On the Record

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Half-hour of free Descendents therapy

After 12 long years, SoCal punks return with Hypercaffium Spazzinate

The first Descendents album since 2004’s Cool to Be You blasts out of the gates with a pristine five-song run of classic ‘Dents goodness. The cream of the crop is “Victim of Me,” an 97-second ...

The London Suede's aquatic Night Thoughts

Contractions and negatives in song titles — “Don’t Know,” “Can’t Give,” “What I’m Trying” — convey the anguish

We won’t have the new Meat Loaf until the kids go back to school this September, so lucky for us the Suede decided to carry on in the face of lineup changes and, dare I ...

Once in a Blue Moon no soothing tonic

Robert Nix's latest adds muscle-tone to art-rock

Robert Nix is a Canadian composer and multi-instrumentalist whose recent album, Once in a Blue Moon, highlights a man adding muscle-tone to the business of art-rock. Acquainted with absurdity and valuing the artist impulse to ...

Com Truise's sci-fi saga continues

With Silicon Tare, the electronic artist brings the space traveler to an intriguing place

Com Truise is the electronic project of Seth Haley, a former DJ who employs an arsenal of synth patches and drum machines to create a heady mix of ’80s-inspired sci-fi music. By pitch-bending and layering ...

Chili Peppers' Getaway doesn't get too far

SoCal funk-rock act stays in its safe zone but gets high marks for revitalized production

Following the commercial high-water mark of Red Hot Chili Peppers' By the Way, it's been a decade plus of funk-rock mediocrity from an aging band with a formulaic sound. The average listener's impression of the ...

Claypool + Lennon = Delirium

Monolith of Phobos builds on '70s psychedelia

The quirky darkness off Les Claypool (Primus) blended with the experimental flair of Sean Lennon creates the mind-altering experience of the Claypool Lennon Delirium — it sounds as if the Beatles and Pink Floyd had ...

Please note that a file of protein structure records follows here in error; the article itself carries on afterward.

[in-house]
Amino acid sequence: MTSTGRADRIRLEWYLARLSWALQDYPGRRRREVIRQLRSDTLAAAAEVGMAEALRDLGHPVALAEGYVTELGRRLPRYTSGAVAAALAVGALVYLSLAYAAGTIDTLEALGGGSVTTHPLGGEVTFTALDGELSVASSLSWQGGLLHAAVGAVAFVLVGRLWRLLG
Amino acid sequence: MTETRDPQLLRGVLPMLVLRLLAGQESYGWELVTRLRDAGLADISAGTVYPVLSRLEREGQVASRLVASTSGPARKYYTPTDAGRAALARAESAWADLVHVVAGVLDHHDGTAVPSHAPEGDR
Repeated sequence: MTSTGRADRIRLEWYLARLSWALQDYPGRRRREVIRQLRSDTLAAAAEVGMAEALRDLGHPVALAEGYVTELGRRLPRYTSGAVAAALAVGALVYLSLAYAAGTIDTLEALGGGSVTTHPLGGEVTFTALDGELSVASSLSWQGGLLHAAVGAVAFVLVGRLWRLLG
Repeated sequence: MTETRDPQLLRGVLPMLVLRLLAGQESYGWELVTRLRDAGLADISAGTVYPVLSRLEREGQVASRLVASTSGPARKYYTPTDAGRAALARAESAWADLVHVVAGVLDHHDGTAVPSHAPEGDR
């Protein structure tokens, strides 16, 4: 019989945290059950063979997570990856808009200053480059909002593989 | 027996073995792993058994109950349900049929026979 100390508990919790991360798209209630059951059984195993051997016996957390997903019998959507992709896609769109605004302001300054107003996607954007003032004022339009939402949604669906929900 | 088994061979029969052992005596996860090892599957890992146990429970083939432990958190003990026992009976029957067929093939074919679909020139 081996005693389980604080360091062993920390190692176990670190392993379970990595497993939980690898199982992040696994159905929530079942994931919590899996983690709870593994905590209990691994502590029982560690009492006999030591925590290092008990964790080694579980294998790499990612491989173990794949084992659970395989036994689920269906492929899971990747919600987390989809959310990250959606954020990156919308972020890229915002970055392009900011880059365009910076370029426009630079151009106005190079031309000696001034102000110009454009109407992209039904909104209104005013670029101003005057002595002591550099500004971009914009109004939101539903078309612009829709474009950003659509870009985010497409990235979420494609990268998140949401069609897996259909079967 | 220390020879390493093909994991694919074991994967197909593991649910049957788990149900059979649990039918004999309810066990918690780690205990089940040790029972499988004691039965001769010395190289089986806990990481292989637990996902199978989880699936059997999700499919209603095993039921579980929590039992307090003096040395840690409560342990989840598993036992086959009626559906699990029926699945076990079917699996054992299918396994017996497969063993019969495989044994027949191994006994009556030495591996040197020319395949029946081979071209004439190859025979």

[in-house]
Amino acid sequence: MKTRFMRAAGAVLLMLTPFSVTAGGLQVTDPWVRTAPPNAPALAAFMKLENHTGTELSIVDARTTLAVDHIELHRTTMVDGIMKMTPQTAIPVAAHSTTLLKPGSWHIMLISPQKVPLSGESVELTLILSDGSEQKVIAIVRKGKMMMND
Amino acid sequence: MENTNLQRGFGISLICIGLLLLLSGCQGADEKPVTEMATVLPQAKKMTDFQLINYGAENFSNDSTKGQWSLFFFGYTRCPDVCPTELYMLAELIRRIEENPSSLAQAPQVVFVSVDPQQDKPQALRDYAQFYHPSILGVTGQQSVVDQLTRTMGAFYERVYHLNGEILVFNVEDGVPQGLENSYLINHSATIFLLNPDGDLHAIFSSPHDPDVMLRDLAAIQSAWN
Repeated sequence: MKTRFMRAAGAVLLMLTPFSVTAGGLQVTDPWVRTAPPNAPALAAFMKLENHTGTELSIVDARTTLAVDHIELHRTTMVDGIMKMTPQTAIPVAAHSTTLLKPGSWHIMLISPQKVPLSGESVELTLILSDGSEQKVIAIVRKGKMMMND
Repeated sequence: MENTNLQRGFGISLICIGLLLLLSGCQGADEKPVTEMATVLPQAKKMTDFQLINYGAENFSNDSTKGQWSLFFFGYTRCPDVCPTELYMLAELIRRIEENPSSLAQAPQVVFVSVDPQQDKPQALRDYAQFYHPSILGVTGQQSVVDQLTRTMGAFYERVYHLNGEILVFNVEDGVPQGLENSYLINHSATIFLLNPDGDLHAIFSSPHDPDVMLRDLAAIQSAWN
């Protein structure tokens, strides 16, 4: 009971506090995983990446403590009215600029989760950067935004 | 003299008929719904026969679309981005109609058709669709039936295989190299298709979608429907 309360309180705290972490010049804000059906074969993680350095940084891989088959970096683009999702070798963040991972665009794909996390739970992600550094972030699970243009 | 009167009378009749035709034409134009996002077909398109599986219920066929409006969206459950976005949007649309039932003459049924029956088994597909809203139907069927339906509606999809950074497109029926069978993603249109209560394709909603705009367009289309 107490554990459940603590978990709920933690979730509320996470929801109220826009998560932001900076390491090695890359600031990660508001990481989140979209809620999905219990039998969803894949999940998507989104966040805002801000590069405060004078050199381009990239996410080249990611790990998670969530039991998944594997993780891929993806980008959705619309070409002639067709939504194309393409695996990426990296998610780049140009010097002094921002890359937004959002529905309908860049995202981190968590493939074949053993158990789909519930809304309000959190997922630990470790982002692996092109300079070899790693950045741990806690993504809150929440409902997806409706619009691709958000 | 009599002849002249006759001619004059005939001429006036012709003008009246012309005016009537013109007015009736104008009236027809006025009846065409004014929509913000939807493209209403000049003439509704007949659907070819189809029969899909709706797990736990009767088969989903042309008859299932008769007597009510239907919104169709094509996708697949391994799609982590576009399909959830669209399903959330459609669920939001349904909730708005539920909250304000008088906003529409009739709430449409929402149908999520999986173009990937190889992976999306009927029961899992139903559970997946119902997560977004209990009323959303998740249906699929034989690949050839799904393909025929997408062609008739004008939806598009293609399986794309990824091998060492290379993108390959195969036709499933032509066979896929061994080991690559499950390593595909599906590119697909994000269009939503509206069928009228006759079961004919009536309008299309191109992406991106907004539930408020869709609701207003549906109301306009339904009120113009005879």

Unreleased master — Herbie Mann at the Whisky, 1969

Pop songs become springboards. Into the air, a double-flip, then deep down.

Coltrane was dead. And flautist Herbie Mann's band didn't boast the jaw-dropping hive mind of Miles Davis’s Second Great Quintet. What Mann had was a splendid band of creative misfits. Among others: incendiary guitarist Sonny ...

Impossible Kid worth the wait

Aesop Rock's latest parallels an old-school rap record

The Impossible Kid hits harder than any other Aesop Rock record. The rapper adds to his vocabulary palate with the usual flow of intelligent well-executed rhymes, blowing any mainstream rapper out of the water. None ...

Nanana — Chica Diabla do what they want

Local punk'd-rock quartet drops a dilly of a debut

Have you spent years lamenting the fact that this city doesn’t have a worthy Joan Jett/Runaways/Donnas-style female-fronted rock-and-roll juggernaut to call our very own? Well, lament no more. Chica Diabla has arrived and they have ...

Bryan Deister — jack of all trades, master of none

Art-rock hopeful's sprawling Spines of the Heart reviewed

Publicity materials for Bryan Deister assert that he's a student at Berklee School of Music and that he has extensive experience in studying and performing music of all sorts, be it classical, jazz, straight-ahead rock, ...

Bad branding aside, the 1975 deserve to be heard

I Like It When You Sleep, for You Are So Beautiful Yet So Unaware of It reviewed

The 1975 aren’t going to win any best band name contests. And the lengthy title of their sophomore release — I Like It When You Sleep, for You Are So Beautiful Yet So Unaware of ...

Immerse yourself in A Moon Shaped Pool

Radiohead's latest revitalizes the album-format art form

The album is a dead art form. In a world dominated by digital downloads, shortened attention spans and an industry with a fetish for singles and airplay, music has lost it’s artistry. Gone are the ...

Colorado comfort — the Lumineers

A review of the folk-rock trio's sophomore set, Cleopatra

Behind a relentless touring schedule, the Lumineers gathered a fan base of a variety of music lovers. The pace at which their eponymous debut album caught on garnered a continuous cycle of music festivals and ...

The sloppy seduction of Parquet Courts

With Human Performance the atrocity continues...

There is something awful and intriguing about Parquet Courts — they’re awful in the best way possible. They charm you with sloppy guitars, lazy vocals, and nonsensical lyrics, which drape the bands discography, and on ...

Rocket From the Tombs reduces "Sonic Reducer" — again

Black Record covers covers

“You’re not my friend/ and that is fine,” croak-warbles David Thomas for starters. Circa 35 years ago, longtime Thomas-watcher Greil Marcus summed up the then-new music of Thomas’s Pere Ubu band, as someone who’d been ...

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